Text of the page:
One picture shows a blob of light on a background of deep blue with what appears to be clouds.
The best evidence for its existence is the eye-witness accounts. Many airmen accounted for the sight and actions of these foo-fighter. They've often seen it through a plane's windshield of canopy, in which light can be easily refracted and create the impression of balls of light in front of them (it may explain why it seemingly moved when they moved their heads).
The least form of evidence, however, or the supposed pictures taken of them. Many websites -- in particular the one's focusing on the paranormal or UFOs -- have prevented photos that were supposed to be the foo-fighters; however, the pictures were often grainy or in poor quality. In other cases, some of these photos (especially when it shows a WWII plane in flight surrounded by foo-fighters) appear to have been doctored through Photoshop or through an age-old process of "burning" of a black-and-white picture (actually exposing portion of a picture to light or chemical longer than the rest of the photo during its chemical printing process).
One picture shows a blob of light on a background of deep blue with what appears to be clouds. Is this object on the water or in the sky? It's hard to tell. What is certain is that it looks like a glare off of a refractive surface or the reflection of a camera flash.
The descriptions of the foo-fighter appear to be eerily close to ones made by Kenneth Arnold, the man who unwittingly started the UFO craze. Arnold was flying his plane near Mt. Rainier when he reported seeing "flying saucers" (hence, where the name originated). He described them as disc-shaped lights.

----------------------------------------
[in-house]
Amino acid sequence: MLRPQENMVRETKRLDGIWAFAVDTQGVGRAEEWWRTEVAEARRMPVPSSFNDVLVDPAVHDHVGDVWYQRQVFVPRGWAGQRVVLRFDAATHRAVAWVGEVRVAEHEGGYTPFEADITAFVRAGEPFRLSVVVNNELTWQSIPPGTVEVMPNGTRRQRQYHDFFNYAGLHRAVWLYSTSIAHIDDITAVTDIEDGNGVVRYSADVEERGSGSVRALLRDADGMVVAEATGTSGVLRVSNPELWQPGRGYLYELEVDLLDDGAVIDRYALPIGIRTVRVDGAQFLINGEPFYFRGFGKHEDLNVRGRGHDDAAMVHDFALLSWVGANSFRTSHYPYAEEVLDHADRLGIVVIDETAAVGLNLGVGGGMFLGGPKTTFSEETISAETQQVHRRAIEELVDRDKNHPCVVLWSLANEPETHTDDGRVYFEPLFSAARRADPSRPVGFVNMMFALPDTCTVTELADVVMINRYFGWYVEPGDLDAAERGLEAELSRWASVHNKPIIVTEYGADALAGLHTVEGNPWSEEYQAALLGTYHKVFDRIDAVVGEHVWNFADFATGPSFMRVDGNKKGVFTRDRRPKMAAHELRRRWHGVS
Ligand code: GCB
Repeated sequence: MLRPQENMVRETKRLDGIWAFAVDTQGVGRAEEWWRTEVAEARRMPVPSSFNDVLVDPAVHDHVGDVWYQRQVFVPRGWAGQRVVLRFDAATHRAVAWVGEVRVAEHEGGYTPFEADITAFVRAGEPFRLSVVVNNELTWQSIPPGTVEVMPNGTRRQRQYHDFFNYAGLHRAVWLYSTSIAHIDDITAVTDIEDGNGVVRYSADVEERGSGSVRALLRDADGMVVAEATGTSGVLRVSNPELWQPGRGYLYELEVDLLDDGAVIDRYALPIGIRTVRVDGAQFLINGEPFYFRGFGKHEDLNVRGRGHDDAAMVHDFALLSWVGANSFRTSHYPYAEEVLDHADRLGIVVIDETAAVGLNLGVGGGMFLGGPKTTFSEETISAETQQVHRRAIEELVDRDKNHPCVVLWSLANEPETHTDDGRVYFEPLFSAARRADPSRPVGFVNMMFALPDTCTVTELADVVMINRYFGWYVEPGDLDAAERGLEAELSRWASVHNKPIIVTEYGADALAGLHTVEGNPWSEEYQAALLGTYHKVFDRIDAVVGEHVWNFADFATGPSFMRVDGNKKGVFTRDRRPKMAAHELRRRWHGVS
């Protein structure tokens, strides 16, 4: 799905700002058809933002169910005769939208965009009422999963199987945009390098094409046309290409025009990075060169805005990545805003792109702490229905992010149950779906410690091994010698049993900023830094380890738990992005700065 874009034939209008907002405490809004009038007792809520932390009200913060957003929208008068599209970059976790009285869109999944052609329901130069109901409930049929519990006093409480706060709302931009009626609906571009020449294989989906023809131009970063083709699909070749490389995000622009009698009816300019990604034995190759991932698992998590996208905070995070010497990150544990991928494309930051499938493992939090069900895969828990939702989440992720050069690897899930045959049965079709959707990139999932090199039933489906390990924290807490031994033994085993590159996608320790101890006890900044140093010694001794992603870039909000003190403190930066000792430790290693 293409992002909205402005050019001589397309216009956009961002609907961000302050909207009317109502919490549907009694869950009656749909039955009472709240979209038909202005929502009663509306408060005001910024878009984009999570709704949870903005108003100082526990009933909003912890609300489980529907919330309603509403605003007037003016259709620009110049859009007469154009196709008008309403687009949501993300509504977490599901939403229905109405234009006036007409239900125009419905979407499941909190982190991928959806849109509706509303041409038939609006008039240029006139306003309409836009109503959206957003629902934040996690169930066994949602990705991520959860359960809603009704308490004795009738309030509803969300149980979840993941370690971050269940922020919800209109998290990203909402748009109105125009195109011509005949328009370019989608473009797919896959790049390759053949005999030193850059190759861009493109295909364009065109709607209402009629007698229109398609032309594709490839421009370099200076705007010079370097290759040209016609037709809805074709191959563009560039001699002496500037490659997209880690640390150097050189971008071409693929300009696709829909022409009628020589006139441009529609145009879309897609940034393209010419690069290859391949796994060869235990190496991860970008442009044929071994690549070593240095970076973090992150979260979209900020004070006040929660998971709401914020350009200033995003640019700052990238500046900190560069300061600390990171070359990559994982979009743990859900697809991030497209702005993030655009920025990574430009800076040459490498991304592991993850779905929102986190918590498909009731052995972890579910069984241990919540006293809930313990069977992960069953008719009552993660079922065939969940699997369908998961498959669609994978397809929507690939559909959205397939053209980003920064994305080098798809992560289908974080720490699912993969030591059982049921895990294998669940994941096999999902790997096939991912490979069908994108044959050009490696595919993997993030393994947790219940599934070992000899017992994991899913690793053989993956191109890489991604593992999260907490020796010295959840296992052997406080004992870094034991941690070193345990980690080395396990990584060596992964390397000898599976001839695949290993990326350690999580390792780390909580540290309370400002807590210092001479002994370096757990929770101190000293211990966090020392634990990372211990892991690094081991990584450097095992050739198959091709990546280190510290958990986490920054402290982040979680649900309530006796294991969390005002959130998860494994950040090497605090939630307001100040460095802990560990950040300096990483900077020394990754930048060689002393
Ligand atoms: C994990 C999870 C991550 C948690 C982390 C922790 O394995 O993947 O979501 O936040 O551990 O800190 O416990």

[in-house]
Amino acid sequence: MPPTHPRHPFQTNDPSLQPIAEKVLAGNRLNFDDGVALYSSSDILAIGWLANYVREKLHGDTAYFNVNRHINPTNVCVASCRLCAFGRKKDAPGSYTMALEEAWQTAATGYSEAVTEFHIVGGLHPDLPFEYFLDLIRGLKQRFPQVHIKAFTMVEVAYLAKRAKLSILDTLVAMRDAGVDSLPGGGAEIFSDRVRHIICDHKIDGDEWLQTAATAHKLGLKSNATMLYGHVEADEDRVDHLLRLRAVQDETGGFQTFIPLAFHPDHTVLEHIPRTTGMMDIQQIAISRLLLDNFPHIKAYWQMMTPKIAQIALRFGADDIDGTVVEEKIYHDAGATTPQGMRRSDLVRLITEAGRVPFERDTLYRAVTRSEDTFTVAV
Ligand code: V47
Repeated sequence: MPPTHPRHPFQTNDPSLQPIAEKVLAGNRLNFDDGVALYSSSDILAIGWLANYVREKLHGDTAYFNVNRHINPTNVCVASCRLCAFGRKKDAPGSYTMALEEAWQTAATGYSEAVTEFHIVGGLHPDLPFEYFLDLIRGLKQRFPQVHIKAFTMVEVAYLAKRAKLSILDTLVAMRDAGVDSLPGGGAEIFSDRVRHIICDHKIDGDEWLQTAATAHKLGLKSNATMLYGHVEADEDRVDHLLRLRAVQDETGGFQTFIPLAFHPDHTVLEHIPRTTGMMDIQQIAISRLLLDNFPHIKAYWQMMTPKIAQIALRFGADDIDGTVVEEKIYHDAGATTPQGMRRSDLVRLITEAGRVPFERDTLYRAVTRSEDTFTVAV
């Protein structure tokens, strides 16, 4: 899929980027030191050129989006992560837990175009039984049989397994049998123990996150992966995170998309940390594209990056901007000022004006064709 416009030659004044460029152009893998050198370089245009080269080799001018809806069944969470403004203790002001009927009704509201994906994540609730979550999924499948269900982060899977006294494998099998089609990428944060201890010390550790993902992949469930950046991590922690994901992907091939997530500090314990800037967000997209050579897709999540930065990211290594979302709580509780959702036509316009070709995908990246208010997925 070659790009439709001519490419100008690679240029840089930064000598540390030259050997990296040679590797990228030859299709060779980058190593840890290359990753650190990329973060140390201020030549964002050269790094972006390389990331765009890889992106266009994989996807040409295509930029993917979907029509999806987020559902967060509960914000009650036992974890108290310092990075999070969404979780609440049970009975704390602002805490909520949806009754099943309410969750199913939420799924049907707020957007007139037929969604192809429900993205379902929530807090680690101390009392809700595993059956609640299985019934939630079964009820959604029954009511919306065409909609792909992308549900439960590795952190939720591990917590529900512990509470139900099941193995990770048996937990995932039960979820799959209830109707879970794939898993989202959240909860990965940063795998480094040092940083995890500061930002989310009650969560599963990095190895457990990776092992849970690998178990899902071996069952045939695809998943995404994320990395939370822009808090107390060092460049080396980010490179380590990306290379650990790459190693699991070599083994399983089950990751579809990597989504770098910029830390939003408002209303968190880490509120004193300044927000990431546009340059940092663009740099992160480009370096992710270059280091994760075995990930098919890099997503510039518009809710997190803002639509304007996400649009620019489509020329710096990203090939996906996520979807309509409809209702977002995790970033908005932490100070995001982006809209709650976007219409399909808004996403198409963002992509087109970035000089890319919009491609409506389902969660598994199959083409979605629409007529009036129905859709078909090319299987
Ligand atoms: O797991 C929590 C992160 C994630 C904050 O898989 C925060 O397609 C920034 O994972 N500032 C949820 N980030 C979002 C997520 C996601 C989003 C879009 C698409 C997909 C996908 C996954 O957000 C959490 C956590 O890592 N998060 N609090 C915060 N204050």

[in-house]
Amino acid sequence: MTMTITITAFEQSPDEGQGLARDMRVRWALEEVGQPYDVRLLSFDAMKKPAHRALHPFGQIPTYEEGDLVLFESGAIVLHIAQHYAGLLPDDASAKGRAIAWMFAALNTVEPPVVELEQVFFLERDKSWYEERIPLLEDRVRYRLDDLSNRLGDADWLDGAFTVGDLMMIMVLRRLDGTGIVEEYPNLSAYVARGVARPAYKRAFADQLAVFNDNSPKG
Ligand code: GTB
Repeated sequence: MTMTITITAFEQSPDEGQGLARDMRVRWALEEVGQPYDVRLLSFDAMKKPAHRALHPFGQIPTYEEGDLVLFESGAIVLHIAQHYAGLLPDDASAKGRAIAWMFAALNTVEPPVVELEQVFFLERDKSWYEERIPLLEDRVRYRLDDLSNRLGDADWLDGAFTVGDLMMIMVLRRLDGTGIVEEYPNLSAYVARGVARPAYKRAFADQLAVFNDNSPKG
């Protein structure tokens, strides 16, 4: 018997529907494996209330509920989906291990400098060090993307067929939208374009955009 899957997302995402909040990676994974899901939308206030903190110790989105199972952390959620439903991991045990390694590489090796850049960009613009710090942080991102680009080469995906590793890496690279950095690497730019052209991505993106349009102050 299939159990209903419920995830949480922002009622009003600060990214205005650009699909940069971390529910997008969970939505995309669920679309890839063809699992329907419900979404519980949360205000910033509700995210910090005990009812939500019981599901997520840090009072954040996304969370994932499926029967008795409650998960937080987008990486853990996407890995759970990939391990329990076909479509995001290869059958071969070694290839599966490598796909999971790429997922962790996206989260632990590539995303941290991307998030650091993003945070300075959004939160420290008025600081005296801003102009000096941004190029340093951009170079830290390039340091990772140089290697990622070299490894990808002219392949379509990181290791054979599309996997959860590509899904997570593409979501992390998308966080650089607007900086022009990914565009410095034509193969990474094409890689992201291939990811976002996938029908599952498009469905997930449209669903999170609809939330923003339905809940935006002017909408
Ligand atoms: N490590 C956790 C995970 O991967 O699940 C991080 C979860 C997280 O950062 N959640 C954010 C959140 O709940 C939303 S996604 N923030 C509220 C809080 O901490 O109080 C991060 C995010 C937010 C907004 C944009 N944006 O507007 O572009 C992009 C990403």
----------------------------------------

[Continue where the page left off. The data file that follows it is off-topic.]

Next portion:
His description, however, match what many of the WWII airmen reported. His had two exception; he witnessed his flying saucers below him and in daylight.
Some pilots, however, report that these images are fairly common. In most cases, the disc-like shaped lights were reflections of the sun or the lights on the planes instruments. This may have explained Arnold's sighting.
It still doesn't give a full explanation for the foo-fighter. But, it is possible that some of these sightings of foo-fighter may have happened during a full moon night. Also, lights from other planes or flak fire can be a likely clue to the foo-fighter's origin.
Whatever may be the case, foo-fighters have a special place in military history. It was real to the pilots and it created a lot of panic among the air forces of World War II. As it stands, it will possibly be one of the great mysteries --and legends -- of World War II, as well as in modern time.
© 2016 Dean Traylor
Dean Traylor (author) from Southern California/Spokane, Washington (long story) on January 12, 2018:
Just to answer some inquiries. Yes, the band named itself after this. No, this article is not about the band.